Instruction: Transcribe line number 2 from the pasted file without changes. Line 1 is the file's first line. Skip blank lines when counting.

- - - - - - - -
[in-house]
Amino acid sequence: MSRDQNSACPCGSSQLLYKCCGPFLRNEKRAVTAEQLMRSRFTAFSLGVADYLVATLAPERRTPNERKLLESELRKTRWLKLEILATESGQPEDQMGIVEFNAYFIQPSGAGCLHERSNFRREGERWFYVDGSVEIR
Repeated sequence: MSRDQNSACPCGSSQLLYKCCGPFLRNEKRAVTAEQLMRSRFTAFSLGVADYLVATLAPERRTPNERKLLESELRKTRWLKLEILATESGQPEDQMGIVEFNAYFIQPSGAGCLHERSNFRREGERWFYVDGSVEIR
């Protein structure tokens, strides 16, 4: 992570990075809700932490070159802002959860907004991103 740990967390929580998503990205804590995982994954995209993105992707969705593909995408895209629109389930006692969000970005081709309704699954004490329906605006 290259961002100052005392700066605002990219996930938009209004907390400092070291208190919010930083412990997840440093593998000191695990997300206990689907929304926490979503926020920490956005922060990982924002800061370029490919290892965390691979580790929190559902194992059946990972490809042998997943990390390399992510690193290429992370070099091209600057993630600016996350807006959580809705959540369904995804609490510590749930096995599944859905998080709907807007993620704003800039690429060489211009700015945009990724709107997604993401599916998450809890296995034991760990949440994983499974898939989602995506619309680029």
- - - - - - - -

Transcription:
Amino acid sequence: MSRDQNSACPCGSSQLLYKCCGPFLRNEKRAVTAEQLMRSRFTAFSLGVADYLVATLAPERRTPNERKLLESELRKTRWLKLEILATESGQPEDQMGIVEFNAYFIQPSGAGCLHERSNFRREGERWFYVDGSVEIR